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Review
Issue
Vet. Res.
Volume 40, Number 2, March-April 2009
Adaptative strategies of vector-borne pathogens to vectorial transmission
Number of page(s) 14
DOI http://dx.doi.org/10.1051/vetres:2008039
Published online 23 September 2008
How to cite this article Vet. Res. (2009) 40:01
How to cite this article: Vet. Res. (2009) 40:01
DOI: 10.1051/vetres:2008039

Review

Adaptive strategies of Yersinia pestis to persist during inter-epizootic and epizootic periods

Rebecca J. Eisen and Kenneth L. Gage

Bacterial Diseases Branch, Division of Vector Borne Infectious Diseases, National Center for Zoonotic, Enteric and Vector-Borne Diseases, Centers for Disease Control and Prevention, 3150 Rampart Road, Fort Collins, Colorado, USA

Received 16 June 2008; accepted 18 September 2008; published online 23 September 2008

Abstract - Plague is a flea-borne zoonotic bacterial disease caused by Yersinia pestis. It has caused three historical pandemics, including the Black Death which killed nearly a third of Europe's population in the 14th century. In modern times, plague epizootics can extirpate entire susceptible wildlife populations and then disappear for long time periods. Understanding how Y. pestis is maintained during inter-epizootic periods and the factors responsible for transitioning to epizootics is important for preventing and controlling pathogen transmission and ultimately reducing the burden of human disease. In this review, we focus primarily on plague in North American foci and discuss the potential adaptive strategies Y. pestis might employ to ensure not only its survival during inter-epizootic periods but also the rapid epizootic spread and invasion of new territories that are so characteristic of plague and have resulted in major pandemics and establishment of plague foci throughout much of the world.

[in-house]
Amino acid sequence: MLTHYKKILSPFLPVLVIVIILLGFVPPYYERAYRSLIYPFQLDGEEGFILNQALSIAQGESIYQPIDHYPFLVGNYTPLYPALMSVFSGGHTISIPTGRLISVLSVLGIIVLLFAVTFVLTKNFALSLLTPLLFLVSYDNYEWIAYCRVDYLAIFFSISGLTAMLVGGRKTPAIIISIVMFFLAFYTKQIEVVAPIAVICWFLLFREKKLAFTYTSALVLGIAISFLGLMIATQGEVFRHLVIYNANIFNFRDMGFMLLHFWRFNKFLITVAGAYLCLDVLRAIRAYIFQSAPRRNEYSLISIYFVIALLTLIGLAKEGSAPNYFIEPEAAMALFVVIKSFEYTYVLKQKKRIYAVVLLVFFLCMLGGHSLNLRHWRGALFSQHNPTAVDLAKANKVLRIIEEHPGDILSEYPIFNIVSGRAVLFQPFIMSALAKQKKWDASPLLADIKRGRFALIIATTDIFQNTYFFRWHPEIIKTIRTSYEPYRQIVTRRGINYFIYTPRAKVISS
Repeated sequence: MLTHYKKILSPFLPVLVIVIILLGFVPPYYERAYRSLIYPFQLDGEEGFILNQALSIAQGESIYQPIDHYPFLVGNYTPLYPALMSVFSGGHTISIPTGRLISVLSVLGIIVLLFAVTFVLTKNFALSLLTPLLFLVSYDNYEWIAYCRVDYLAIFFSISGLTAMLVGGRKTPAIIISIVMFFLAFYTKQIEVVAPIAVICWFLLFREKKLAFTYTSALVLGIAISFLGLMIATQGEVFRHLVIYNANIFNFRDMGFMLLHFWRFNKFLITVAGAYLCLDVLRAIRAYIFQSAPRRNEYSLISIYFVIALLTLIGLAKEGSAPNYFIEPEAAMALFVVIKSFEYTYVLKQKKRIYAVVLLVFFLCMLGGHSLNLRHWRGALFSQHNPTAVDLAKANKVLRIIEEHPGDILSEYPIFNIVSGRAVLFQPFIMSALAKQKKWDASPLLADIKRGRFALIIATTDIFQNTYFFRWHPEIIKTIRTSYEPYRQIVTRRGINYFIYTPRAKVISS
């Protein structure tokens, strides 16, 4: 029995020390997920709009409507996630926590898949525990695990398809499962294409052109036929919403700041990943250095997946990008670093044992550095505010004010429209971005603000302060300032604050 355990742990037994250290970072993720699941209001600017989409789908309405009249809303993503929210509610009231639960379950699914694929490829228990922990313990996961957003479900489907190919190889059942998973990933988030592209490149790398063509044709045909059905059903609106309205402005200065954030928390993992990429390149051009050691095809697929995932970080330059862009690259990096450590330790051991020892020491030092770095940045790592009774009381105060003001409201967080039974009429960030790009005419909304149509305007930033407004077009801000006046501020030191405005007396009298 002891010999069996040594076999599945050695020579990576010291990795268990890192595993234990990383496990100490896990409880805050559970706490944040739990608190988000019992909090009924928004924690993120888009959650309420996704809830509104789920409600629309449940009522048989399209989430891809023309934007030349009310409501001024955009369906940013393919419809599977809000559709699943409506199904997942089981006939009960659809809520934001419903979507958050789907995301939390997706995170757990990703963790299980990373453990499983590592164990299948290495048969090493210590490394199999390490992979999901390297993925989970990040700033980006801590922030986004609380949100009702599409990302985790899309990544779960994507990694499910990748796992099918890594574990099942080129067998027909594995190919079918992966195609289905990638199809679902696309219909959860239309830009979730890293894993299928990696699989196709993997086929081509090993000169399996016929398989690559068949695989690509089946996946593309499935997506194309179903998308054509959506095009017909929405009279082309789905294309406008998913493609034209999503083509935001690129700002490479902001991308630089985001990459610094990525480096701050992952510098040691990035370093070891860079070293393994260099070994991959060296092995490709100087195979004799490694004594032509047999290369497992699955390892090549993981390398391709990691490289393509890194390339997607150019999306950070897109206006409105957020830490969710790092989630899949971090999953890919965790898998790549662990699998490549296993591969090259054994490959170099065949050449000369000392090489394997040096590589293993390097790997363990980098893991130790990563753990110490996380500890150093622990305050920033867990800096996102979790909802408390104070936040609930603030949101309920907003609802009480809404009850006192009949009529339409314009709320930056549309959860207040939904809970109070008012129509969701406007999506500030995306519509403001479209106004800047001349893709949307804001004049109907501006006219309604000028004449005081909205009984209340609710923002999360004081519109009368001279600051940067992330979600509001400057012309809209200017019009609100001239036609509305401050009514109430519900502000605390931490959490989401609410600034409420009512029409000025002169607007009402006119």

Key words: plague / Yersinia pestis / flea / epizootic

Corresponding author: dyn2@cdc.gov

© INRA, EDP Sciences 2008